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Team models impacts of hypoxia, climate change on sediment dwellers

By: Tara Skelton* / Published: Feb 12,  2016

Both ocean hypoxia and rising temperatures due to climate change are hot topics in any discussion of current challenges facing our marine environment. Ecologist Chet Rakocinski, a professor at The University of Southern Mississippi’s (USM) Gulf Coast Research Lab (GCRL), is leading a team of graduate students and interns in an investigation of how benthic polychaetes, small organisms that live within bottom sediments, cope with these two stressors. 

Dr. Chet Rakocinski and Alyssa Bennett pose in front of the climate-controlled tanks where they measure the impact of temperature and hypoxia on Gulf worms.
Dr. Chet Rakocinski and Alyssa Bennett pose in front of the climate-controlled tanks where they measure the impact of temperature and hypoxia on Gulf worms.

Master’s student Alyssa Bennett and Ph.D. candidate Kelsey Gillam have spent the last year and a half exposing four species of sediment-dwelling marine worms to varying levels of temperature and dissolved oxygen to get an idea of how they physiologically respond to stressful conditions. 

Kelsey Gillam measures the respiration of the coastal sediment-dwelling worm Capitella teleta to determine its response to the two stressors.
Kelsey Gillam measures the respiration of the coastal sediment-dwelling worm Capitella teleta to determine its response to the two stressors.

Few studies to date look at the joint effects of the two stressors.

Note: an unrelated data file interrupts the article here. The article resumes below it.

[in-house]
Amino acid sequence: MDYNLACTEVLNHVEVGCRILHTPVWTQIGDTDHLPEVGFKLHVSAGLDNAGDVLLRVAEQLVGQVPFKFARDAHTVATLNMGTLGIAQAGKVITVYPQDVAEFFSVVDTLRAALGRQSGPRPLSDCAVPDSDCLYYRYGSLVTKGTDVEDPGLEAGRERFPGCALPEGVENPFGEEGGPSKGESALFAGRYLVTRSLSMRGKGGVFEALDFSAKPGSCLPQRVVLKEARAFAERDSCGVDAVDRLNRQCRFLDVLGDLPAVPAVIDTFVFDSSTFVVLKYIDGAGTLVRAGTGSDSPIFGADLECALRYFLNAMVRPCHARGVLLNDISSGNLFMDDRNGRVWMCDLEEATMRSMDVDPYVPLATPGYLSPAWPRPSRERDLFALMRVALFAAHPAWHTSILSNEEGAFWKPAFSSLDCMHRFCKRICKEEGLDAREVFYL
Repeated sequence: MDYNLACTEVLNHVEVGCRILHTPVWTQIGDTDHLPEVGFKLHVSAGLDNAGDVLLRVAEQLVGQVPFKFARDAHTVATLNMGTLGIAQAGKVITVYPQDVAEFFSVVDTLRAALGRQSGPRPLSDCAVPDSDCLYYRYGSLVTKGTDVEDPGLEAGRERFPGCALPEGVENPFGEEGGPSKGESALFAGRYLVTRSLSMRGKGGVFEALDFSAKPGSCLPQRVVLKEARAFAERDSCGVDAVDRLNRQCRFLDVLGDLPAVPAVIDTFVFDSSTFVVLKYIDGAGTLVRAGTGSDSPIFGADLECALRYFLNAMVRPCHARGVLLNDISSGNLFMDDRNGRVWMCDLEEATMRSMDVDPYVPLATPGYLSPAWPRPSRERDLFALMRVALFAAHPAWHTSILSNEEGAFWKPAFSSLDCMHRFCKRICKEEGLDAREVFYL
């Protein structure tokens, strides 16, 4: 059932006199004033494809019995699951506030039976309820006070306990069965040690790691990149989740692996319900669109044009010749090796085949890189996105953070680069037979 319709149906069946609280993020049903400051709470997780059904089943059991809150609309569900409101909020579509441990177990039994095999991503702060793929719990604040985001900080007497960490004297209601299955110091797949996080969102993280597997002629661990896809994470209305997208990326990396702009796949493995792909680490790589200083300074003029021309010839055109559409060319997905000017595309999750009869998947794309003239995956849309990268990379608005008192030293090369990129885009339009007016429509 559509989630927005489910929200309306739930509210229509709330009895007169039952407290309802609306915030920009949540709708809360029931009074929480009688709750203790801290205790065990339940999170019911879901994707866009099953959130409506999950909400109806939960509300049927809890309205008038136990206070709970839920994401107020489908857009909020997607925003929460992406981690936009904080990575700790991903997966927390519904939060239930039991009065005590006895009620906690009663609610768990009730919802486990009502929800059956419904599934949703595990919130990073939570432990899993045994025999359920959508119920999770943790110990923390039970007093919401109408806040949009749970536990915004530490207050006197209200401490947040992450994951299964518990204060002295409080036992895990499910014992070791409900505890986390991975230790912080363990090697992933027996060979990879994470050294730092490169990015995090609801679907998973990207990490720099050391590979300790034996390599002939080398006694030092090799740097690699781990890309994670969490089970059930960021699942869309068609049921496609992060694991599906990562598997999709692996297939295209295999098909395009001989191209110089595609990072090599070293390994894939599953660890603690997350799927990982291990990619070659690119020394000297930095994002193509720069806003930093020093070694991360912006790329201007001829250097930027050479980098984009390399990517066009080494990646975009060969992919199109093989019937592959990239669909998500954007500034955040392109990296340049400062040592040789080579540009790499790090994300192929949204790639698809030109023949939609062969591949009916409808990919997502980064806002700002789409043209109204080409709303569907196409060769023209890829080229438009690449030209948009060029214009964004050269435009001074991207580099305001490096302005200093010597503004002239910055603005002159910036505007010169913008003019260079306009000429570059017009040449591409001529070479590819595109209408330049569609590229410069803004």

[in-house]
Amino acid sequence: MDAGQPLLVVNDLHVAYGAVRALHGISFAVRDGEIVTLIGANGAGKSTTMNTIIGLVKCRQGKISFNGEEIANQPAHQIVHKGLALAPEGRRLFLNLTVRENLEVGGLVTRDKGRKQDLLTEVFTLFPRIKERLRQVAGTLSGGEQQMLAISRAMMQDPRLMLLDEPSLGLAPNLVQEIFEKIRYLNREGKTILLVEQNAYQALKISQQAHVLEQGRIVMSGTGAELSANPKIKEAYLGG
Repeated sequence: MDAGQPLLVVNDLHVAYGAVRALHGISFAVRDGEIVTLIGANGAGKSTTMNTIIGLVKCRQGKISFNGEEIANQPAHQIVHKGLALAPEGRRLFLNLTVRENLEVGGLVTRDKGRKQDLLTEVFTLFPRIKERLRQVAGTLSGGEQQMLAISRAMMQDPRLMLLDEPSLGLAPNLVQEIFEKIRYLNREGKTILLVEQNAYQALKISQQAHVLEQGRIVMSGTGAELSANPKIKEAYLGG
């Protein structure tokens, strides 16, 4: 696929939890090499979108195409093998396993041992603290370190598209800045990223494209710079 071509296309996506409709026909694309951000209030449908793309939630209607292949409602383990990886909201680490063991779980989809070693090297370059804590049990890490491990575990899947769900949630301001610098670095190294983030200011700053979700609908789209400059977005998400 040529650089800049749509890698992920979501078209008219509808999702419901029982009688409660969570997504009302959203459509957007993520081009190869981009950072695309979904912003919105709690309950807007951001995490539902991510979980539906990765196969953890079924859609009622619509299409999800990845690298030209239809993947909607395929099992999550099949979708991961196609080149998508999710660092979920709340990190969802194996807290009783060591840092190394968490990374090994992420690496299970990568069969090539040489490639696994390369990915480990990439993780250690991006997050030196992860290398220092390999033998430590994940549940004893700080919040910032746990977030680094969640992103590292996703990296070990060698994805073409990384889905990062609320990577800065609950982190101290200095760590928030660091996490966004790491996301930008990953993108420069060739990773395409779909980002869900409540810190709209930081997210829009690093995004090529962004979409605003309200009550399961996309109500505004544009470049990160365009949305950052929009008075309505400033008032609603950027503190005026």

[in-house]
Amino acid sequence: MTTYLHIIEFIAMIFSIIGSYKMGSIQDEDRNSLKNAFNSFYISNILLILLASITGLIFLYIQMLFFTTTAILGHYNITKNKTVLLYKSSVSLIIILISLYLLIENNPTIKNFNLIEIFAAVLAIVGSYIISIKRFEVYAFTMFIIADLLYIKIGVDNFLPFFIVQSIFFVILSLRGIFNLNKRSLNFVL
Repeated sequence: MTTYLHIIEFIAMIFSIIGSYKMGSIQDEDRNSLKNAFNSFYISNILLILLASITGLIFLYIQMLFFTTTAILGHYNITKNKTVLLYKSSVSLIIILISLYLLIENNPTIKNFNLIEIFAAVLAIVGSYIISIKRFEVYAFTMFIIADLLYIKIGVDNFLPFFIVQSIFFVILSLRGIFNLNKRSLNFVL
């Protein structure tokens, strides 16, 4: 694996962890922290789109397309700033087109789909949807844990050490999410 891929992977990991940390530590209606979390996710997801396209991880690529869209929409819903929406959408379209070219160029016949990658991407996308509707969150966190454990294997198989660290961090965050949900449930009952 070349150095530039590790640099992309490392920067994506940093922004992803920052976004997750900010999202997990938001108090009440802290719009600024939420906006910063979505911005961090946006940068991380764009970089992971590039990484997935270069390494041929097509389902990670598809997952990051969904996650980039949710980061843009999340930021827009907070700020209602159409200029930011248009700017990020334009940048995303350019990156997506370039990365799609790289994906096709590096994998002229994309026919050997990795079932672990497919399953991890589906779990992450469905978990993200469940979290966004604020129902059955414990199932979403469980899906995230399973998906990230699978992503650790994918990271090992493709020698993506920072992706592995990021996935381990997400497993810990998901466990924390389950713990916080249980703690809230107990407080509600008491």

“It’s imperative to consider how effects of multiple stressors extend from individual responses to populations, as they are likely to be synergistic,” Rakocinski said.

The response of the four worm species used in the experiments — three native to the Gulf of Mexico, and one from the northern Atlantic — can be an indicator of how marine resources might fare under the conditions. For one, they dwell in estuaries, the part of the marine environment most subject to fluctuations. Plus, they are forced to endure whatever stressors move into their habitat.

“They’re worms,” said Bennett. “They can’t escape.” 

To find out how one model species fared in low-oxygen, high-temperature conditions, Bennett and Gillam isolated them in specially designed chambers. After acclimating them, they were subjected to sea water ranging from 15⁰ to 35⁰ C (59⁰ to 95⁰ F) in temperature and from 20 percent to 100 percent in oxygen saturation over four days. After each day of exposure, they measured egestion, growth and mortality. In addition, they measured respiration of worms under the same combinations of temperature and oxygen.

“We want to know how much they are breathing, how much they are eating, how much they are growing, and how much they are dying,” Rakocinski said.

Gulf sediment-dwelling worm Streblospio gynobranchiata
Gulf sediment-dwelling worm Streblospio gynobranchiata

While the study is not complete, early data indicates that when the temperature is at its highest and oxygen at its lowest, a large number are, in fact, dying. Bennett’s Gulf worms experienced a 90-percent mortality rate under those conditions. Beyond that, other effects varied widely among species.